However, since the Brexit vote, fewer bureaux are willing to do this but you should still be able to find a couple offering it as a facility.

As an example, at Tesco, you can still order your currency a week before you go and cancel up to 24 hours before leaving.

It’s a good way to protect yourself from any potential rate fluctuations and helps gives you a little extra peace of mind.

6. Avoid Debit Card Spending

One of the worst things you can do is to simply go out and use your everyday debit card when abroad. While some are ok, many of the major banks including Halifax, Lloyds, Santander and Natwest will all hit you with some hefty charges for using them abroad.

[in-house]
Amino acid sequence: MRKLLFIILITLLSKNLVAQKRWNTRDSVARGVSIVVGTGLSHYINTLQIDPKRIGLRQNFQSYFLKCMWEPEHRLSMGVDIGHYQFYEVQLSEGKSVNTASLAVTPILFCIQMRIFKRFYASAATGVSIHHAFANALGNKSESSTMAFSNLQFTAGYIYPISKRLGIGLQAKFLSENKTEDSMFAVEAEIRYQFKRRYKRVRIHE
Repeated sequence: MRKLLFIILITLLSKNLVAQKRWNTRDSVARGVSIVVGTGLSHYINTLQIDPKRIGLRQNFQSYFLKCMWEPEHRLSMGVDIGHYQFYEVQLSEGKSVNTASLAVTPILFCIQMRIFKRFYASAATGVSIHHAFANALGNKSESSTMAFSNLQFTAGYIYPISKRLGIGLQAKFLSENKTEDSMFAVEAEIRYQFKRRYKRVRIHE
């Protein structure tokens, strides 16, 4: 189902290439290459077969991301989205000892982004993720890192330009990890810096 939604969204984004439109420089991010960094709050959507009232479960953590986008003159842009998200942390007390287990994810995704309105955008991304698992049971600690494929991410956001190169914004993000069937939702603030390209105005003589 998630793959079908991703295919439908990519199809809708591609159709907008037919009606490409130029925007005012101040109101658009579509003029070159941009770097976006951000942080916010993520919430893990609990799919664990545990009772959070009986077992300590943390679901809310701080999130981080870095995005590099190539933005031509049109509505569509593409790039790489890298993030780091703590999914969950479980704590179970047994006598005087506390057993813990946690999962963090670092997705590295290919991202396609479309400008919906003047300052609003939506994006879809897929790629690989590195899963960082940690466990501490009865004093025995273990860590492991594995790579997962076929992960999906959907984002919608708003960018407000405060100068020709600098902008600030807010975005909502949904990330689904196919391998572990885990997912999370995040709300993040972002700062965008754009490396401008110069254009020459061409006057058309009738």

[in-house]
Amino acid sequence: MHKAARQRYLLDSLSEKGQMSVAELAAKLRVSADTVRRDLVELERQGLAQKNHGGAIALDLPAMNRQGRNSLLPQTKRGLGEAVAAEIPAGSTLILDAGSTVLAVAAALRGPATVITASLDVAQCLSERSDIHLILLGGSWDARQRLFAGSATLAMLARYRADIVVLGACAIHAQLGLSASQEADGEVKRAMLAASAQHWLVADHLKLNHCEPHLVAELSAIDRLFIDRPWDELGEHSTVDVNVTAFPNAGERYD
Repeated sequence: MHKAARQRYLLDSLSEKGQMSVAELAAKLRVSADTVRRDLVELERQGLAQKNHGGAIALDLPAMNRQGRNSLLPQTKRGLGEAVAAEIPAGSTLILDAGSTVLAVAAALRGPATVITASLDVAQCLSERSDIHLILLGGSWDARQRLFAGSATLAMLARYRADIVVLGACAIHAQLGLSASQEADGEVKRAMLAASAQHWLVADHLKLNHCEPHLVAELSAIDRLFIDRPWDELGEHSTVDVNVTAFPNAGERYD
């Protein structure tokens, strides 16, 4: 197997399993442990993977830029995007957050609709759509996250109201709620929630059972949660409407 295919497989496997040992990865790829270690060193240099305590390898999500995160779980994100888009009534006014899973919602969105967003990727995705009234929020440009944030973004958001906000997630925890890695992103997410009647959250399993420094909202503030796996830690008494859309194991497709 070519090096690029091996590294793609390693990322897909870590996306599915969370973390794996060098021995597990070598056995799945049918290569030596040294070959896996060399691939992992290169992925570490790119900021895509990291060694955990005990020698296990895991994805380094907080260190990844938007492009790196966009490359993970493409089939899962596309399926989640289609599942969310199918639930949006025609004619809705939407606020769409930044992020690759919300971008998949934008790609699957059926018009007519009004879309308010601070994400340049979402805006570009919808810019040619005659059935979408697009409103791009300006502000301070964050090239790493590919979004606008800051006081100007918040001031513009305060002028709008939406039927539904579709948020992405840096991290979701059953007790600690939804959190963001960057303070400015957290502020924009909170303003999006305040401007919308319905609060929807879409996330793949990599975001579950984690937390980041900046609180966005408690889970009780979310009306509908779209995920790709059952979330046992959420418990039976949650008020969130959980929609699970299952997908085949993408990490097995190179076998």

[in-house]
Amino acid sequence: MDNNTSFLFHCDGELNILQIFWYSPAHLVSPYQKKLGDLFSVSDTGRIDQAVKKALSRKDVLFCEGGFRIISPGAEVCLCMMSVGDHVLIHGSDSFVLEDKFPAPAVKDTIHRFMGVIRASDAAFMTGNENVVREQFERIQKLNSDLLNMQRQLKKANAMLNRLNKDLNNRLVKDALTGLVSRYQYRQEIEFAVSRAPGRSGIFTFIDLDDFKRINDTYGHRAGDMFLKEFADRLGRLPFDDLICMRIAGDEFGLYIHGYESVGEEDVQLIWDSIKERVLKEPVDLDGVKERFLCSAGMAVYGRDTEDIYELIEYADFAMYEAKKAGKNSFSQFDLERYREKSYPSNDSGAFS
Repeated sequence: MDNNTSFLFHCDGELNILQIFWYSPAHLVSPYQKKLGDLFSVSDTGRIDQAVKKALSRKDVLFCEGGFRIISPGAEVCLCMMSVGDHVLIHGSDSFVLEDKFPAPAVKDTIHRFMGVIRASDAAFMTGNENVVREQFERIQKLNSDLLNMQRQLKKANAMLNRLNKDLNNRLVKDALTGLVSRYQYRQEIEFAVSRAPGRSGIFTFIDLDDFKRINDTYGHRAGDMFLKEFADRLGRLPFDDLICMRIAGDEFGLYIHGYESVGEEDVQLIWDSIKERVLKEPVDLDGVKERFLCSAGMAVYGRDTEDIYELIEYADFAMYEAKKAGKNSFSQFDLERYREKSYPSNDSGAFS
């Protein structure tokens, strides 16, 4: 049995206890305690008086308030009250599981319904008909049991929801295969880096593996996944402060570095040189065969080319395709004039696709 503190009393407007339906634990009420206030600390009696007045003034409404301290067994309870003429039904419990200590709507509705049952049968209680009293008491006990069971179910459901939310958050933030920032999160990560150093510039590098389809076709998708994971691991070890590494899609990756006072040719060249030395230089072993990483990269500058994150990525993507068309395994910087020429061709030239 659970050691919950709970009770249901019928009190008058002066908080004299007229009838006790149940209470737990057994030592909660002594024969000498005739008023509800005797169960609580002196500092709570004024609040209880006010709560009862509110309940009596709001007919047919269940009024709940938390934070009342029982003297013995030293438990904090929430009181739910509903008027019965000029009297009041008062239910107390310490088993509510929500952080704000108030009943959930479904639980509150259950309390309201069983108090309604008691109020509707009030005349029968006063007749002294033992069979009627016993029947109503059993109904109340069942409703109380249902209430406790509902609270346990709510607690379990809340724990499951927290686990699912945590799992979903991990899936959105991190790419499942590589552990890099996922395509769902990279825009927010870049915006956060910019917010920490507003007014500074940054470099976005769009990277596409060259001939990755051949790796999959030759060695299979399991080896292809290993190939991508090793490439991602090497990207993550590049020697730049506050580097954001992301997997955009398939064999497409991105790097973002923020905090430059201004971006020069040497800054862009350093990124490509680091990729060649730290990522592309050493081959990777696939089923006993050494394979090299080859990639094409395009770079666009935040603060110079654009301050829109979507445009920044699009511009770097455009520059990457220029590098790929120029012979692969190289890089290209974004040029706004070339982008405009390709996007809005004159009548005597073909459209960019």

On top of the charge that they give you for drawing cash out, they can often also hit you with a fee of up to £1.50 each time you buy something; a nightmare when making lots of small purchases.

7. Search For Cheap Debit Cards

While on the whole, it is best to avoid using debit cards, if you’re willing to do your research you can find some pretty good deals (although you will have to go through the hassle of opening a new bank account).

One of the best options out there is the Norwich & Peterborough Building Society Gold Classic account.

This account is open to all and provides you with a card which you can use abroad at no cost.

8. Don’t Buy Currency At The Airport…

While it might seem simple, quick and easy to simply change your pounds at the airport before you leave, you really should avoid doing so unless you absolutely have to.

The rates at airport kiosks are always among the worst, as they know that at that point you’ve got no real other options.